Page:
All but the first and fifth sonata are in three movements. Four of the sonatas (1,2, 3, and 5) open with Allegros in C (common time, 4/4) marked Allegro molto (no. 1), Allegro con Spirito (no. 2), Allegro Moderato (no. 3) and Allegro Assai (no. 6), in which the drumming rhythm in the bass line is in eighths, and the shortest values in the passagework for the flute is the sixteenth (or in no. 5, the triplet eighth). The remaining two sonatas begin with allegros notated at the next level down, that is, in 2/4, marked Allegro Moderato (both nos. 4 and 6), with the shortest values for the flute being thirty-seconds or triplet sixteenths. This latter type is found exclusively in the second set of Steinfeld sonatas (see below). The slow movements for sonatas 2, 3 and 4 are in the parallel minor; sonata 5, with an opening movement in the minor, has a closing movement in the parallel major. No. 6. has a minuet (marked Tempo Giusto) in place of the slow movement. All of the closing movements are rondos (no marking, Allegretto, Presto, Presto, Presto, Presto, respectively).
Our “other” set of flute sonatas from Steinfeld, which apparently were never published, are the 6 Solos for flöyten af Steinfeldt [in D, G, E minor, C, G, and D] held in manuscript at the Royal Library in Denmark2. These might be said to be similar in style to those found in the op. 1 (they could arguably be by the same composer, although not belonging to the same set of works), and perhaps generally more virtuoso and demanding technically. My remarks about the bass line for op. 1 are valid here as well – it is unfigured, with no indications that a keyboard would be intended. Unusually, the final sonata, consisting of a set of 18 variations with a concluding rondo, is specifically scored to be accompanied by the alto viola.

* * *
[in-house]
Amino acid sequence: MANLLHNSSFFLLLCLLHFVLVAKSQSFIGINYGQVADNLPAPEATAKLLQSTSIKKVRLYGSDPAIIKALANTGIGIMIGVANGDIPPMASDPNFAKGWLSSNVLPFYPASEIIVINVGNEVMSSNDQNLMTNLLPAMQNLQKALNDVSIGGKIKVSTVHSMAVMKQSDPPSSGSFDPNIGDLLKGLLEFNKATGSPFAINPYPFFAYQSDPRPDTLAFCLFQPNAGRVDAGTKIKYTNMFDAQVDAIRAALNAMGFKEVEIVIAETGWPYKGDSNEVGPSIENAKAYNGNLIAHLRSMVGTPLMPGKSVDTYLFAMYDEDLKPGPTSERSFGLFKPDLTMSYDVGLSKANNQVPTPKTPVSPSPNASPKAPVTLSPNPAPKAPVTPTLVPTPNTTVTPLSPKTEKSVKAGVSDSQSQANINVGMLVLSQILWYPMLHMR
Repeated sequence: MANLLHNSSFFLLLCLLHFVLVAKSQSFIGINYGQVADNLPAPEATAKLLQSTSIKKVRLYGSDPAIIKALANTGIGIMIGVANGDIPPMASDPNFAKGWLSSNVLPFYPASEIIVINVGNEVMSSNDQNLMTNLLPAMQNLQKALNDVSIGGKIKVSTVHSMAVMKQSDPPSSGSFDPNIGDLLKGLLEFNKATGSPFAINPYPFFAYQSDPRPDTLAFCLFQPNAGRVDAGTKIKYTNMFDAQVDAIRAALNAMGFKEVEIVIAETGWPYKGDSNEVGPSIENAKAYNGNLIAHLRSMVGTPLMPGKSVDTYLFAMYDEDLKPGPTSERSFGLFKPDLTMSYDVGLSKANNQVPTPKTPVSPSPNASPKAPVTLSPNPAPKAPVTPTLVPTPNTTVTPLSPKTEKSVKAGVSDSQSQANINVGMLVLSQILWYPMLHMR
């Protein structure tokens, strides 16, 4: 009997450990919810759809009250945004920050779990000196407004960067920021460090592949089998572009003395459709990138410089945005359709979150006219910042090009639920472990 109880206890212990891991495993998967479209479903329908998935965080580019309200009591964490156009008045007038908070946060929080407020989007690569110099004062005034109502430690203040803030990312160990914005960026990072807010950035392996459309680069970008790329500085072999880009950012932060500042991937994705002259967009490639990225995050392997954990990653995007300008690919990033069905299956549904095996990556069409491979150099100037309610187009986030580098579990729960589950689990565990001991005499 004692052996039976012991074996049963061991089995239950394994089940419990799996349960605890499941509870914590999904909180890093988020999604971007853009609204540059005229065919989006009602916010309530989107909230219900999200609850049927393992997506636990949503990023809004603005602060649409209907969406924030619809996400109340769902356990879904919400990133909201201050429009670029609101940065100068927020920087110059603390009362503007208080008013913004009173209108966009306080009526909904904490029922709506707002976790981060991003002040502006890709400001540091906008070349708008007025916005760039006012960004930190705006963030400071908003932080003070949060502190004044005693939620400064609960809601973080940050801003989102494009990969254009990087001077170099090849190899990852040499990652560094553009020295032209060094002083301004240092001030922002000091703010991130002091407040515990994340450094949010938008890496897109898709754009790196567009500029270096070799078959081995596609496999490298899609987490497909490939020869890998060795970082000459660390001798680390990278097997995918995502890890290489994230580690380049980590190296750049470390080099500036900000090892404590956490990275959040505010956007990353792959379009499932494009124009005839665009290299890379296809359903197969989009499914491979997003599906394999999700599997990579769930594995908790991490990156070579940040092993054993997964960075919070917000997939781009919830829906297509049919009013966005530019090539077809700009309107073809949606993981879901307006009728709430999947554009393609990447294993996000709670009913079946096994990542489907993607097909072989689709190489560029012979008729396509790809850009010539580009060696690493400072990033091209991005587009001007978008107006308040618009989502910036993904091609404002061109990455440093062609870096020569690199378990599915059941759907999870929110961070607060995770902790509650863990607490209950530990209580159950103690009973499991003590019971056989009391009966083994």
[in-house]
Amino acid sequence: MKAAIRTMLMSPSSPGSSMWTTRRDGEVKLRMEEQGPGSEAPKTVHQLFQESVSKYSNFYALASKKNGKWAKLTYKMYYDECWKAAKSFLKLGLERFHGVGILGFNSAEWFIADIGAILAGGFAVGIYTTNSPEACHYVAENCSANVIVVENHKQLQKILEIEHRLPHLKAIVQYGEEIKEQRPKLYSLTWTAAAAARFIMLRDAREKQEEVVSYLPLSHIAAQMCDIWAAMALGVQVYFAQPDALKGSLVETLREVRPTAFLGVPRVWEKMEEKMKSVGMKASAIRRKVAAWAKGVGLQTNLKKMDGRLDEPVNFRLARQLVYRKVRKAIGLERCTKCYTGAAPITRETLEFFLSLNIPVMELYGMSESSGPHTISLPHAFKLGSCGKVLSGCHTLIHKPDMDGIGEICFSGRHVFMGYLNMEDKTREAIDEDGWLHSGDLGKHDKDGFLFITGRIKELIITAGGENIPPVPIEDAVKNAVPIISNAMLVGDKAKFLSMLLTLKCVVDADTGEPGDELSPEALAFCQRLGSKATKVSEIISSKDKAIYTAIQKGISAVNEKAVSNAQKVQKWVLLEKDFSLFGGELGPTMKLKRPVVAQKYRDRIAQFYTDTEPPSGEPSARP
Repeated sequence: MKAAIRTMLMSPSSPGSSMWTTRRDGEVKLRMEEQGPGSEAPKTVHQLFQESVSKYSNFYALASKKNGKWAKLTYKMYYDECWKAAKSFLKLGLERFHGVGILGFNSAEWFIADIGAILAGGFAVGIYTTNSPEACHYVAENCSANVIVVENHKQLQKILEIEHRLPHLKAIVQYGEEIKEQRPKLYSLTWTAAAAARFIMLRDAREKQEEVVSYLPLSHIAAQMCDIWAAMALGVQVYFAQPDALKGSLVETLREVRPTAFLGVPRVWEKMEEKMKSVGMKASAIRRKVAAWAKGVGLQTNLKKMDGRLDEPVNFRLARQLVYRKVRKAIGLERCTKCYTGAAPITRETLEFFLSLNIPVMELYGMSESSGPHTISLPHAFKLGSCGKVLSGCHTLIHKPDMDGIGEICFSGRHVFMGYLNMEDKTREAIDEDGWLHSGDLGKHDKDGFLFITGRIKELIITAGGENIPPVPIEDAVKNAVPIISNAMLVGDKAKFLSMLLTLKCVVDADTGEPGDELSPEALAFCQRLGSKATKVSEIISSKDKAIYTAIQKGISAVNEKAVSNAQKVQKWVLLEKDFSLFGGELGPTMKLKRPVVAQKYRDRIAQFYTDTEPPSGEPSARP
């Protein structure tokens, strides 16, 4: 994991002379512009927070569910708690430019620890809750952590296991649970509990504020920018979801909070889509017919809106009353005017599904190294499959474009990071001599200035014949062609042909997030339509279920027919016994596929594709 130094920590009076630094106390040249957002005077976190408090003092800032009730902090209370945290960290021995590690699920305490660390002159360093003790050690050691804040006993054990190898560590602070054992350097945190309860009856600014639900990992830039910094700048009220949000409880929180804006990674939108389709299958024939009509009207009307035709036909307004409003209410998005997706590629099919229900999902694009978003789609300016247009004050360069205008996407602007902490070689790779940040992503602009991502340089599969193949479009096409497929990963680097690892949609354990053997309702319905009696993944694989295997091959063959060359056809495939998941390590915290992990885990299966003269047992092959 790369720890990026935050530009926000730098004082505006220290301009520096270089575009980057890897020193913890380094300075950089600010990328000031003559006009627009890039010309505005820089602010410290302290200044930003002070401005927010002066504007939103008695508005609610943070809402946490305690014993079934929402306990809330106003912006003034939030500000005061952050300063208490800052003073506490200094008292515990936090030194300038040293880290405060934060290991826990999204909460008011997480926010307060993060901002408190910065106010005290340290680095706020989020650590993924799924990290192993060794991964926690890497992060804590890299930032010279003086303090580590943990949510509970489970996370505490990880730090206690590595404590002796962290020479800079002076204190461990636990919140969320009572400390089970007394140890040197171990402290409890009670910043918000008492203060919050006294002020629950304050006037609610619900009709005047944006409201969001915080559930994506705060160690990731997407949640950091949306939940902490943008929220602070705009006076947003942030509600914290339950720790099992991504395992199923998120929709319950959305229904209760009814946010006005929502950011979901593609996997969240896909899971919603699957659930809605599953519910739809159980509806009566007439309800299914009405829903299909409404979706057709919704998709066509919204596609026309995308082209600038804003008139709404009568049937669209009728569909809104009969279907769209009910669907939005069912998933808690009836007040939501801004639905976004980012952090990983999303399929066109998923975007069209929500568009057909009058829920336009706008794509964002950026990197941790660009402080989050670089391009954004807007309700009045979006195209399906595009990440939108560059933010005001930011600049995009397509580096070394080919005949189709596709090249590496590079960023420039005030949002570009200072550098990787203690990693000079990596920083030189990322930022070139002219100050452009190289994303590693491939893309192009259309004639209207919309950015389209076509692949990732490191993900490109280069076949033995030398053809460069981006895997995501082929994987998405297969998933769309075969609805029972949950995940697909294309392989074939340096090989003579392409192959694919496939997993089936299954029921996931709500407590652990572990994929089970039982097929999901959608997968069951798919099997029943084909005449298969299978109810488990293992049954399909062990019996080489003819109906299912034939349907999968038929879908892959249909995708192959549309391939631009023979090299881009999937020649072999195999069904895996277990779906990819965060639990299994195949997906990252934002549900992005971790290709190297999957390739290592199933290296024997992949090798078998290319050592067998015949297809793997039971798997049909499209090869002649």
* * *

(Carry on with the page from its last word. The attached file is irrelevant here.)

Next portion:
These are sonatas that are large in scale, with expositions (first section to the double bar) of almost fifty measures, and the development/recapitulation of twice that size. All but the closing sonata have three movements. The opening allegros are always in 2/4, with the smallest rhythmic value generally the thirty-second note. These are in binary form. When the sonata is in major, the slow movement (the second of three) is generally in the parallel minor (this is the case for sonatas 1, 2, and 4, in D, G and C respectively; sonata 5, in G, has the slow movement in the subdominant, C major). The closing movements vary – sonatas 1 and 2 close with a Rondo, 3 and 4 with a binary form, 5 with a minuet and six variations (notably, the closing return of the initial minuet is explicitly written out, with both repeats). For sonata 6 the final rondo is essentially part of the previous extensive set of variations (this type of concluding rondo is widely used to conclude such variation sets circa 1800).
The range of notes employed in these sonatas extends from the low D to the top A normal for the one-key flute, and while the top third – F#, G, A – is used, and prominently used on occasion (e.g. the arpeggio ascending to a sustained high A in the first movement of sonata 2), the general tessitura is not as high as one would find for somewhat later music. Likewise, keys on the flat side are rare, and only found in slow movements, rather than in allegros intended to be brilliant. The manuscript is extensively, but not exhaustively or systematically, supplied with articulation markings, so that the first occurrence of a pattern may have all the articulation marked, and subsequent occurrences have no articulation marked, since the player is expected to repeat what was shown the first time.
All in all, these are highly demanding and rewarding sonatas. Both sets of works by Steinfeld highly deserve to be better-known and more accessible to the flutist, and would richly merit one or more virtuoso recordings.